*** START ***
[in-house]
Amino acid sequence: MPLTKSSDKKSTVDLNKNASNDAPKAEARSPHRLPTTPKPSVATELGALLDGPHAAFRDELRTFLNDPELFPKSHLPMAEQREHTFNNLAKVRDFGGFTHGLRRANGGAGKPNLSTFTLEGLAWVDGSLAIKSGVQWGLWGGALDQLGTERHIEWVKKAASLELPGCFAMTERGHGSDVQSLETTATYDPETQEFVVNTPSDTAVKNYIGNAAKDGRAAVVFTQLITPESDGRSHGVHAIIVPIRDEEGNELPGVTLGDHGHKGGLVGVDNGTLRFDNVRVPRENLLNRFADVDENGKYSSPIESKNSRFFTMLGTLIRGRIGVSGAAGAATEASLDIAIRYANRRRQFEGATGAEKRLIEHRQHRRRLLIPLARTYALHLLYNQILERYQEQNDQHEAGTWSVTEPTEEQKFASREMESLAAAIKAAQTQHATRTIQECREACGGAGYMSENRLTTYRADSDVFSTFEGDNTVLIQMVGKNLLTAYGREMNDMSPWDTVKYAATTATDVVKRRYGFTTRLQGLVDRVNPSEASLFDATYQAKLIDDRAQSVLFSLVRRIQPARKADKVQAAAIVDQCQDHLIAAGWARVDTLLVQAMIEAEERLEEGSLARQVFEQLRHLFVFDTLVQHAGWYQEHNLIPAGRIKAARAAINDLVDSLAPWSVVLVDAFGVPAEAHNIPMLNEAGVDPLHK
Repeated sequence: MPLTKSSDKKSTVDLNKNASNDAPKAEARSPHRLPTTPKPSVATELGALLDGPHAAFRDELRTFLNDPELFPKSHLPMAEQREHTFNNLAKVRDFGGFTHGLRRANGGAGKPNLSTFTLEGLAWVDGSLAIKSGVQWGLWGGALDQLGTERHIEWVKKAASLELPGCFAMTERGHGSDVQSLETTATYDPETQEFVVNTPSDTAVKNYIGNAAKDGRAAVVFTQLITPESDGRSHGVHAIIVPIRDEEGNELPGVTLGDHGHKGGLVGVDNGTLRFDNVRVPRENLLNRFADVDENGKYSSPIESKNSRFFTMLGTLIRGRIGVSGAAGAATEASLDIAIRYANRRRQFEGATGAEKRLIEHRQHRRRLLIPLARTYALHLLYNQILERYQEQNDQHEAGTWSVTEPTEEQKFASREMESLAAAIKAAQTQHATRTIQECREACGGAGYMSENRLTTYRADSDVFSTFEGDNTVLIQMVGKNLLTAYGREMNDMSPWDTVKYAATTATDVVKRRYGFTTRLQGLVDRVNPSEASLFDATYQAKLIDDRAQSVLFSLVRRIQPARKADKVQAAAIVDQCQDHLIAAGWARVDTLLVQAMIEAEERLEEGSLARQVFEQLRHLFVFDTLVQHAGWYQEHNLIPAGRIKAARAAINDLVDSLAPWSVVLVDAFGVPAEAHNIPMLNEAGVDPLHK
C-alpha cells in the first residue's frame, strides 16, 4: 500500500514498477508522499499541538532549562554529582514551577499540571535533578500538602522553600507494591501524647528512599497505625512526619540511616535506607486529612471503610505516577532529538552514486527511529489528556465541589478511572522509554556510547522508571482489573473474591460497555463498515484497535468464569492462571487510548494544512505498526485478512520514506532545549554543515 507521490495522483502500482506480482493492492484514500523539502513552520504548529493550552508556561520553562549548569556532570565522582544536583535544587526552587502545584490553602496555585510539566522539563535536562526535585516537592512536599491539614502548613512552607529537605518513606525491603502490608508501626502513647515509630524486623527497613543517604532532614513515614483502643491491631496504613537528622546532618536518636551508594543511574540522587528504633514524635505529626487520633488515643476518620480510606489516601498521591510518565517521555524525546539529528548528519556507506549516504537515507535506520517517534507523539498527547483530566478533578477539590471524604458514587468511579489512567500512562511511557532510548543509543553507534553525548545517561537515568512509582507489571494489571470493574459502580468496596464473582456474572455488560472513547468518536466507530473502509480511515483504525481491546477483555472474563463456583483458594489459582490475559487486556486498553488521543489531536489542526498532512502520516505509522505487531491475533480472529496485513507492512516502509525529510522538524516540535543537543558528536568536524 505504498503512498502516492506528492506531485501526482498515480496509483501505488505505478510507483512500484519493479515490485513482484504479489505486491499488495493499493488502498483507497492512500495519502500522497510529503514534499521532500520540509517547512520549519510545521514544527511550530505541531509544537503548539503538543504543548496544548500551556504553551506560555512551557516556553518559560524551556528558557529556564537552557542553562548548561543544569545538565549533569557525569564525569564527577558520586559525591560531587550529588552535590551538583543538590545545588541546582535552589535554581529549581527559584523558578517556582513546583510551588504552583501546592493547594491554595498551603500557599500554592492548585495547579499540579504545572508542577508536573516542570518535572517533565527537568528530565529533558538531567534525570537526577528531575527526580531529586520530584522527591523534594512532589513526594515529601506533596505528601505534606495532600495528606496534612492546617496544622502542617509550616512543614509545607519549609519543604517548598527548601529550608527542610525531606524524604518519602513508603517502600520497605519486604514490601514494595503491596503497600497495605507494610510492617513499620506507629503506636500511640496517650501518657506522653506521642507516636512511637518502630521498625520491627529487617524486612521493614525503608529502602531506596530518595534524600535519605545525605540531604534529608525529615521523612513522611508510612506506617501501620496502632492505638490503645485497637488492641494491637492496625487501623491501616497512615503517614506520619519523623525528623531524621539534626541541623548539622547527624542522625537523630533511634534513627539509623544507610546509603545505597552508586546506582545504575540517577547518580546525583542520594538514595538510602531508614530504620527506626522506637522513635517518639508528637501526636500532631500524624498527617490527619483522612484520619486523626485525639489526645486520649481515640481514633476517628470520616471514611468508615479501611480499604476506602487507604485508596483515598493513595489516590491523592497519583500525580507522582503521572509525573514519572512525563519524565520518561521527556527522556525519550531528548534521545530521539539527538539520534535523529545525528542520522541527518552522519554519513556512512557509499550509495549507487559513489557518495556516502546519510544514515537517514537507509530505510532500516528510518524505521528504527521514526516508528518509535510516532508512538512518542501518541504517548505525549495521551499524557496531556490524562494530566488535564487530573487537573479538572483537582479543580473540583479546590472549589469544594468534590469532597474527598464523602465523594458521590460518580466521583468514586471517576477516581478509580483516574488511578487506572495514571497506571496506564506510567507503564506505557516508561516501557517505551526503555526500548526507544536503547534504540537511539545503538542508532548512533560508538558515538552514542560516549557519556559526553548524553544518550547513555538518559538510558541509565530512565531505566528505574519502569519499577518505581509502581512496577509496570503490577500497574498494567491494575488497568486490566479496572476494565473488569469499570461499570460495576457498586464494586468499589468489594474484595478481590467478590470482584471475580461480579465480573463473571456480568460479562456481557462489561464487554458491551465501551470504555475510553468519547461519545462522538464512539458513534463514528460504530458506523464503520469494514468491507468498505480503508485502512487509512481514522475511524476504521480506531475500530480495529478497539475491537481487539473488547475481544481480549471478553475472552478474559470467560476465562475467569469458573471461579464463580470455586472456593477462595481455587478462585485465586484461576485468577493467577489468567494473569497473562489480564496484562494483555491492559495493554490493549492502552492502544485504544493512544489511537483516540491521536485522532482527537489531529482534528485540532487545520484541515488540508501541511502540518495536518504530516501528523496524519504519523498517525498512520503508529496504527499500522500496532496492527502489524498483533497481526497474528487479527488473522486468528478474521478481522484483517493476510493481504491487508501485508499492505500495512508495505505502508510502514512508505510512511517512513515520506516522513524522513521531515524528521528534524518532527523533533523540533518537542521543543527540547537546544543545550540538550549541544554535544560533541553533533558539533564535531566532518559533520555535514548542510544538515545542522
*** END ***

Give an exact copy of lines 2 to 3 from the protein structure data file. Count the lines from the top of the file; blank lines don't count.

Amino acid sequence: MPLTKSSDKKSTVDLNKNASNDAPKAEARSPHRLPTTPKPSVATELGALLDGPHAAFRDELRTFLNDPELFPKSHLPMAEQREHTFNNLAKVRDFGGFTHGLRRANGGAGKPNLSTFTLEGLAWVDGSLAIKSGVQWGLWGGALDQLGTERHIEWVKKAASLELPGCFAMTERGHGSDVQSLETTATYDPETQEFVVNTPSDTAVKNYIGNAAKDGRAAVVFTQLITPESDGRSHGVHAIIVPIRDEEGNELPGVTLGDHGHKGGLVGVDNGTLRFDNVRVPRENLLNRFADVDENGKYSSPIESKNSRFFTMLGTLIRGRIGVSGAAGAATEASLDIAIRYANRRRQFEGATGAEKRLIEHRQHRRRLLIPLARTYALHLLYNQILERYQEQNDQHEAGTWSVTEPTEEQKFASREMESLAAAIKAAQTQHATRTIQECREACGGAGYMSENRLTTYRADSDVFSTFEGDNTVLIQMVGKNLLTAYGREMNDMSPWDTVKYAATTATDVVKRRYGFTTRLQGLVDRVNPSEASLFDATYQAKLIDDRAQSVLFSLVRRIQPARKADKVQAAAIVDQCQDHLIAAGWARVDTLLVQAMIEAEERLEEGSLARQVFEQLRHLFVFDTLVQHAGWYQEHNLIPAGRIKAARAAINDLVDSLAPWSVVLVDAFGVPAEAHNIPMLNEAGVDPLHK
Repeated sequence: MPLTKSSDKKSTVDLNKNASNDAPKAEARSPHRLPTTPKPSVATELGALLDGPHAAFRDELRTFLNDPELFPKSHLPMAEQREHTFNNLAKVRDFGGFTHGLRRANGGAGKPNLSTFTLEGLAWVDGSLAIKSGVQWGLWGGALDQLGTERHIEWVKKAASLELPGCFAMTERGHGSDVQSLETTATYDPETQEFVVNTPSDTAVKNYIGNAAKDGRAAVVFTQLITPESDGRSHGVHAIIVPIRDEEGNELPGVTLGDHGHKGGLVGVDNGTLRFDNVRVPRENLLNRFADVDENGKYSSPIESKNSRFFTMLGTLIRGRIGVSGAAGAATEASLDIAIRYANRRRQFEGATGAEKRLIEHRQHRRRLLIPLARTYALHLLYNQILERYQEQNDQHEAGTWSVTEPTEEQKFASREMESLAAAIKAAQTQHATRTIQECREACGGAGYMSENRLTTYRADSDVFSTFEGDNTVLIQMVGKNLLTAYGREMNDMSPWDTVKYAATTATDVVKRRYGFTTRLQGLVDRVNPSEASLFDATYQAKLIDDRAQSVLFSLVRRIQPARKADKVQAAAIVDQCQDHLIAAGWARVDTLLVQAMIEAEERLEEGSLARQVFEQLRHLFVFDTLVQHAGWYQEHNLIPAGRIKAARAAINDLVDSLAPWSVVLVDAFGVPAEAHNIPMLNEAGVDPLHK